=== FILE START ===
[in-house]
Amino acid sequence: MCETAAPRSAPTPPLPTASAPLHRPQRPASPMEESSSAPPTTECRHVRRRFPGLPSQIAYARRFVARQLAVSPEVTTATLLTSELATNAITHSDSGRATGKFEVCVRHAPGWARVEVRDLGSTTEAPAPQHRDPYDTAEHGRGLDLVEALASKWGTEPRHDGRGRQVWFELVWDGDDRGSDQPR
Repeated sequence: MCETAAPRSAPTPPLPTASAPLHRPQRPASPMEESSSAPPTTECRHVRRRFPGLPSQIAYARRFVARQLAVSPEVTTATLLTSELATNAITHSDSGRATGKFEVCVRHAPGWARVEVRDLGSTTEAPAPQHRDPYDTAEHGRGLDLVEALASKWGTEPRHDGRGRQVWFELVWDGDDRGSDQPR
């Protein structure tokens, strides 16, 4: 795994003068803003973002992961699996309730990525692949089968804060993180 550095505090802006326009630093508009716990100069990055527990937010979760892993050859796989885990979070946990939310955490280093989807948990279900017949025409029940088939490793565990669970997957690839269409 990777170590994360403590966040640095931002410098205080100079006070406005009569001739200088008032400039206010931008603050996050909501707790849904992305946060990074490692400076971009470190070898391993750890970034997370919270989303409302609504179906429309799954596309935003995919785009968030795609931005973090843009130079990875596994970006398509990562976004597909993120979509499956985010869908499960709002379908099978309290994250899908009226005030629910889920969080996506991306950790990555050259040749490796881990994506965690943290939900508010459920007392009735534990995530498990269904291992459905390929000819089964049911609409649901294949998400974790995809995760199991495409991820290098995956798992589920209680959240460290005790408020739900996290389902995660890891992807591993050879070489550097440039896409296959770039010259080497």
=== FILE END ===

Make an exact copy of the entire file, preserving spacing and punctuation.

[in-house]
Amino acid sequence: MCETAAPRSAPTPPLPTASAPLHRPQRPASPMEESSSAPPTTECRHVRRRFPGLPSQIAYARRFVARQLAVSPEVTTATLLTSELATNAITHSDSGRATGKFEVCVRHAPGWARVEVRDLGSTTEAPAPQHRDPYDTAEHGRGLDLVEALASKWGTEPRHDGRGRQVWFELVWDGDDRGSDQPR
Repeated sequence: MCETAAPRSAPTPPLPTASAPLHRPQRPASPMEESSSAPPTTECRHVRRRFPGLPSQIAYARRFVARQLAVSPEVTTATLLTSELATNAITHSDSGRATGKFEVCVRHAPGWARVEVRDLGSTTEAPAPQHRDPYDTAEHGRGLDLVEALASKWGTEPRHDGRGRQVWFELVWDGDDRGSDQPR
């Protein structure tokens, strides 16, 4: 795994003068803003973002992961699996309730990525692949089968804060993180 550095505090802006326009630093508009716990100069990055527990937010979760892993050859796989885990979070946990939310955490280093989807948990279900017949025409029940088939490793565990669970997957690839269409 990777170590994360403590966040640095931002410098205080100079006070406005009569001739200088008032400039206010931008603050996050909501707790849904992305946060990074490692400076971009470190070898391993750890970034997370919270989303409302609504179906429309799954596309935003995919785009968030795609931005973090843009130079990875596994970006398509990562976004597909993120979509499956985010869908499960709002379908099978309290994250899908009226005030629910889920969080996506991306950790990555050259040749490796881990994506965690943290939900508010459920007392009735534990995530498990269904291992459905390929000819089964049911609409649901294949998400974790995809995760199991495409991820290098995956798992589920209680959240460290005790408020739900996290389902995660890891992807591993050879070489550097440039896409296959770039010259080497």